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Talking heads keep telling up the S&P 500 Index is overvalued based on current PE vs historical averages. (Not that talking heads are noted for their in depth analysis, but even stopped clocks are right twice a day.)

The Feb issue of Fidelity Outlook Magazine (p 13) shows a graph of the S&P 500 for the last 9 years overlayed with a plot of 1/(i.e. the reciprocal of) 10 yr Treasury yields. The plots are scaled and aligned to make it appear they correlate. “Finance theory suggests that interest rates influence valuations of companies because interest rates govern the present value of future earnings. . . . At current (interest rates), . . .the (S&P 500) is roughly 'fairly valued.'” I.e., historically low interest rates justify higher PE ratios for the S&P.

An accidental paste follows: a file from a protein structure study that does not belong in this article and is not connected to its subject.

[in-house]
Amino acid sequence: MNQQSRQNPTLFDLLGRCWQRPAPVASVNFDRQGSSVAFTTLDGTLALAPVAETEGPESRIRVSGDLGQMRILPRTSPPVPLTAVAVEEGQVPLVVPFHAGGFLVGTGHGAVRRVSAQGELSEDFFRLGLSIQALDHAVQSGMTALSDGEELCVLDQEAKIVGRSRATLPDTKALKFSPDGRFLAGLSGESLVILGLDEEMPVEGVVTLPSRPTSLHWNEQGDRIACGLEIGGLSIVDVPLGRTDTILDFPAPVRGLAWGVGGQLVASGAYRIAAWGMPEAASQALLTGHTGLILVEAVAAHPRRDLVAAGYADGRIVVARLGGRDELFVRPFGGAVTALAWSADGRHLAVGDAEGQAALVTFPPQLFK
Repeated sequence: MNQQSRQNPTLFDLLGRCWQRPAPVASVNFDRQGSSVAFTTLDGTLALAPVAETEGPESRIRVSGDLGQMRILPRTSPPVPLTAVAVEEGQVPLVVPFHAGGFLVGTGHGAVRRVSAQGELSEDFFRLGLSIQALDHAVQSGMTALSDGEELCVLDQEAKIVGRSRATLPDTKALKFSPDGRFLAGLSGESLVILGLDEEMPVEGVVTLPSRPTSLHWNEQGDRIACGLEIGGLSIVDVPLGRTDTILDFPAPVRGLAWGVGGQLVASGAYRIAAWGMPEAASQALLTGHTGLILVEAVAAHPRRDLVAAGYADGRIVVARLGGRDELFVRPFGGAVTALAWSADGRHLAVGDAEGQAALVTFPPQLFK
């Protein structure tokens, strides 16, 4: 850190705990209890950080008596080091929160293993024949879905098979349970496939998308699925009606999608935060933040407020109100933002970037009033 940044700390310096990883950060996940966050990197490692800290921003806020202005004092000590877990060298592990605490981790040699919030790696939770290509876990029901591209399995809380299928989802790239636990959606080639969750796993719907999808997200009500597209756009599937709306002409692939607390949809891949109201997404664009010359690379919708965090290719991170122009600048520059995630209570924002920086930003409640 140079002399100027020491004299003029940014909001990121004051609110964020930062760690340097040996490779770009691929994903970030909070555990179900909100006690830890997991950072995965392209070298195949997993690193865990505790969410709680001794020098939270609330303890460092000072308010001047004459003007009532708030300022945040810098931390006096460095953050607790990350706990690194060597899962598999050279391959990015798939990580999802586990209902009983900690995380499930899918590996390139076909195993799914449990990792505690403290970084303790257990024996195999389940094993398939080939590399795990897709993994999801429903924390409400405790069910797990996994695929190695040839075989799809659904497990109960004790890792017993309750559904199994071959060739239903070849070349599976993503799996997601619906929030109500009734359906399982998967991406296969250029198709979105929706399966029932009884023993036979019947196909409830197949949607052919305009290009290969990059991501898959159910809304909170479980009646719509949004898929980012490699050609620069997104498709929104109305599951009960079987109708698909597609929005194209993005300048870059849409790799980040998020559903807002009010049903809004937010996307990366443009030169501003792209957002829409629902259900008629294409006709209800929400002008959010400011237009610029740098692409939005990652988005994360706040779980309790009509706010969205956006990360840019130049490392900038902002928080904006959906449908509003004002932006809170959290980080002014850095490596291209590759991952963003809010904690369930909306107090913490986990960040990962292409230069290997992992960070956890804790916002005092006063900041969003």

Other theories of why the S&P is worth more now than it used to be–

Fool Effect: TMF advises us to buy and hold S&P 500 Index funds regardless of what happens in the stock market. Perhaps rather than dumping their shares in a declining market, millions of Fools are following TMF recommendations and holding their shares.

Academy Award Effect: just as movies that win an Academy Award sell more tickets at the box office, S&P Index stocks are worth more simply because S&P selected them for inclusion in the index–more now than ever because index fund investing has gained popularity.

What do you think? Is the S&P 500 over valued or fairly valued and why?
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